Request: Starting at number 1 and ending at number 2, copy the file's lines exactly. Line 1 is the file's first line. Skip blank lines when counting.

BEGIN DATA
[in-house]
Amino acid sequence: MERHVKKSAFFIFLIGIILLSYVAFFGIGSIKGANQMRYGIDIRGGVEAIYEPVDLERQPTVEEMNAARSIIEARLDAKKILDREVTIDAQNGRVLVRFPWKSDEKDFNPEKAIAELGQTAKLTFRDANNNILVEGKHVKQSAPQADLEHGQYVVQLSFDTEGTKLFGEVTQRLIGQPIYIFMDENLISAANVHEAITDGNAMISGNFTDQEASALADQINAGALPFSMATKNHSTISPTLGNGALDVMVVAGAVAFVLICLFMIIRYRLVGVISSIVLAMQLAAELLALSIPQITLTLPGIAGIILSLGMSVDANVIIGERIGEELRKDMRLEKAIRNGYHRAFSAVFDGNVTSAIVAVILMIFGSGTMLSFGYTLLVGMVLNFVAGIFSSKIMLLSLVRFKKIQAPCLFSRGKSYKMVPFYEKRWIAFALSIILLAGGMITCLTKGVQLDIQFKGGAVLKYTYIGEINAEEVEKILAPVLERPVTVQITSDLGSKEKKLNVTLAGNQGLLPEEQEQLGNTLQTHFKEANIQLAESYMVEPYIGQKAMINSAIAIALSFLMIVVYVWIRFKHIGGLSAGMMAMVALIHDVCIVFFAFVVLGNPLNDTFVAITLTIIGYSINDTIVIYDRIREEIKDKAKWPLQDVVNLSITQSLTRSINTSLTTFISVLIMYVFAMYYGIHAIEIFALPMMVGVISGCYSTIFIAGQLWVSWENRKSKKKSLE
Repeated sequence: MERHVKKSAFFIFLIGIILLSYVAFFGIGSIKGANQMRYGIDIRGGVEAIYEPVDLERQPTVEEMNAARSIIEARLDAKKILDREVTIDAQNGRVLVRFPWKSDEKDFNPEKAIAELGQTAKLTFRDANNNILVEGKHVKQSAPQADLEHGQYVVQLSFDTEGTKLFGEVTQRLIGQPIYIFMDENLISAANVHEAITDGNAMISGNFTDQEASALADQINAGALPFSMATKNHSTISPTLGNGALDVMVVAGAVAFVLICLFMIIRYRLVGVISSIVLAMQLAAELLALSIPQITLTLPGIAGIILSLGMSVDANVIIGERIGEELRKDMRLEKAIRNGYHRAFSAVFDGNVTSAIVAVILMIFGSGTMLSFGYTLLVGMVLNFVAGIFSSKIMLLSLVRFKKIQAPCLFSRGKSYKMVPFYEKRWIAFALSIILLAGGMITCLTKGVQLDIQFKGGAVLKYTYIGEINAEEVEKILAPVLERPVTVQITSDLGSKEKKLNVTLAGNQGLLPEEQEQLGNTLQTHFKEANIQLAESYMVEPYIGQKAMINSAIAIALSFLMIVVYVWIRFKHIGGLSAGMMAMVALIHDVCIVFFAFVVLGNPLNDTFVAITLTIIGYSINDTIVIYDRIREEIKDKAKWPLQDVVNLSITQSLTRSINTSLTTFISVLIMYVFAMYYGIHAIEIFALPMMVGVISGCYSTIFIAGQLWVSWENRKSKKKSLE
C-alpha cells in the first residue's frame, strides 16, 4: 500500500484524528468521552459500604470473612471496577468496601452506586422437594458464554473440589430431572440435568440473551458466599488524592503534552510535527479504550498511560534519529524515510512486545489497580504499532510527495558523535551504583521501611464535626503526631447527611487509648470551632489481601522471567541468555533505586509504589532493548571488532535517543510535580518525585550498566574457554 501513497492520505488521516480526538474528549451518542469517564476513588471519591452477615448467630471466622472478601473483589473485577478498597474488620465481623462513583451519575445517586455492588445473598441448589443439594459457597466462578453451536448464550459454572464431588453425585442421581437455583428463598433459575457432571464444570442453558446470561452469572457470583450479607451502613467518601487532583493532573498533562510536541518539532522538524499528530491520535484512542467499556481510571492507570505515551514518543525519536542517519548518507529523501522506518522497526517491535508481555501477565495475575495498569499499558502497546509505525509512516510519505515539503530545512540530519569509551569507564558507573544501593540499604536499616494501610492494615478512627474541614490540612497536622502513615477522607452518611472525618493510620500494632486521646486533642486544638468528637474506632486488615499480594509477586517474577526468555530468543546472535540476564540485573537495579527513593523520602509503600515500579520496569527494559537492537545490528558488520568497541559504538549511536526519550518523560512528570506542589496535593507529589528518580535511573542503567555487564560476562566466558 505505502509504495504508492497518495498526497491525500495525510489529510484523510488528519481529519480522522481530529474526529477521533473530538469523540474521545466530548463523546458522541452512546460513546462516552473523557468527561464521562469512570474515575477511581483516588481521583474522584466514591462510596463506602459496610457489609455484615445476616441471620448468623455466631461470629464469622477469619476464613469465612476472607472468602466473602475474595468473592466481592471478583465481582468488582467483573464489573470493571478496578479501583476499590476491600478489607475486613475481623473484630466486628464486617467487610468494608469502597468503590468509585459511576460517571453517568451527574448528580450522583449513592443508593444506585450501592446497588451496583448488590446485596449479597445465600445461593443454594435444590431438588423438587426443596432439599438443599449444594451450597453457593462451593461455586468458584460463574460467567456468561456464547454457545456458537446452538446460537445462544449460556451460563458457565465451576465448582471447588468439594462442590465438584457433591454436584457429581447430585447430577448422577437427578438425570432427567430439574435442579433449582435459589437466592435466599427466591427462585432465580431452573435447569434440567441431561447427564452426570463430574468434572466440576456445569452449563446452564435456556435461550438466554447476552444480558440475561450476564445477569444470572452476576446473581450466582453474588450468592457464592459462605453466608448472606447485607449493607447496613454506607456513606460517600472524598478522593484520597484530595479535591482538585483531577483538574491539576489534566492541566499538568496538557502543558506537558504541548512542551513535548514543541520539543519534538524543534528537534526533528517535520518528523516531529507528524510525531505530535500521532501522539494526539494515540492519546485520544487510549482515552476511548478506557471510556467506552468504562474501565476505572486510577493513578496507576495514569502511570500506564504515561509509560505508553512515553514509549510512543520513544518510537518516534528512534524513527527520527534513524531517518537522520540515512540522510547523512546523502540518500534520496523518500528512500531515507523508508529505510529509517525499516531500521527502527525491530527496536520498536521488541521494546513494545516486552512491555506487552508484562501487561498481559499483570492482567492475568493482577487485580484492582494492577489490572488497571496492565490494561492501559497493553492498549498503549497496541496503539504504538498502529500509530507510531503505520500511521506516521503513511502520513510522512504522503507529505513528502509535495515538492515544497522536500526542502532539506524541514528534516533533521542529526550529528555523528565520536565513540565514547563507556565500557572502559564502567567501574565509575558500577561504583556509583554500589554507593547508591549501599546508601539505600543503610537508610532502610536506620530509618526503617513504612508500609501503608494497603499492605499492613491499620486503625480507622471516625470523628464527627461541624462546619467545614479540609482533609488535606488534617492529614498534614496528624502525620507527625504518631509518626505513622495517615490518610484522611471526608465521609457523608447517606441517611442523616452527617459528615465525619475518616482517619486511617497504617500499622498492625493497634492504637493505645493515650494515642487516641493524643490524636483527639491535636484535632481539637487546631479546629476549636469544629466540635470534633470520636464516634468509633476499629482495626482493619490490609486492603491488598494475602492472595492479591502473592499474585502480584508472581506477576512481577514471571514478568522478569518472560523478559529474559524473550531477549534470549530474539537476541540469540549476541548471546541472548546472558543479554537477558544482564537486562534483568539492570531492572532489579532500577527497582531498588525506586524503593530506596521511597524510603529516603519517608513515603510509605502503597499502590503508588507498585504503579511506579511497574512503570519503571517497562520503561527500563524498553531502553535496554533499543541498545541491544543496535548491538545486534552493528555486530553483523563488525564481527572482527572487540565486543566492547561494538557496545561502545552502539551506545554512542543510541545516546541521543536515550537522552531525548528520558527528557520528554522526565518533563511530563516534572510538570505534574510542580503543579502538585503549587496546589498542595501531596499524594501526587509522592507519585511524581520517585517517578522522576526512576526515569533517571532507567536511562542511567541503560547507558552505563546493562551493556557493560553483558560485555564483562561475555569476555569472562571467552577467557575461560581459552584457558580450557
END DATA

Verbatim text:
[in-house]
Amino acid sequence: MERHVKKSAFFIFLIGIILLSYVAFFGIGSIKGANQMRYGIDIRGGVEAIYEPVDLERQPTVEEMNAARSIIEARLDAKKILDREVTIDAQNGRVLVRFPWKSDEKDFNPEKAIAELGQTAKLTFRDANNNILVEGKHVKQSAPQADLEHGQYVVQLSFDTEGTKLFGEVTQRLIGQPIYIFMDENLISAANVHEAITDGNAMISGNFTDQEASALADQINAGALPFSMATKNHSTISPTLGNGALDVMVVAGAVAFVLICLFMIIRYRLVGVISSIVLAMQLAAELLALSIPQITLTLPGIAGIILSLGMSVDANVIIGERIGEELRKDMRLEKAIRNGYHRAFSAVFDGNVTSAIVAVILMIFGSGTMLSFGYTLLVGMVLNFVAGIFSSKIMLLSLVRFKKIQAPCLFSRGKSYKMVPFYEKRWIAFALSIILLAGGMITCLTKGVQLDIQFKGGAVLKYTYIGEINAEEVEKILAPVLERPVTVQITSDLGSKEKKLNVTLAGNQGLLPEEQEQLGNTLQTHFKEANIQLAESYMVEPYIGQKAMINSAIAIALSFLMIVVYVWIRFKHIGGLSAGMMAMVALIHDVCIVFFAFVVLGNPLNDTFVAITLTIIGYSINDTIVIYDRIREEIKDKAKWPLQDVVNLSITQSLTRSINTSLTTFISVLIMYVFAMYYGIHAIEIFALPMMVGVISGCYSTIFIAGQLWVSWENRKSKKKSLE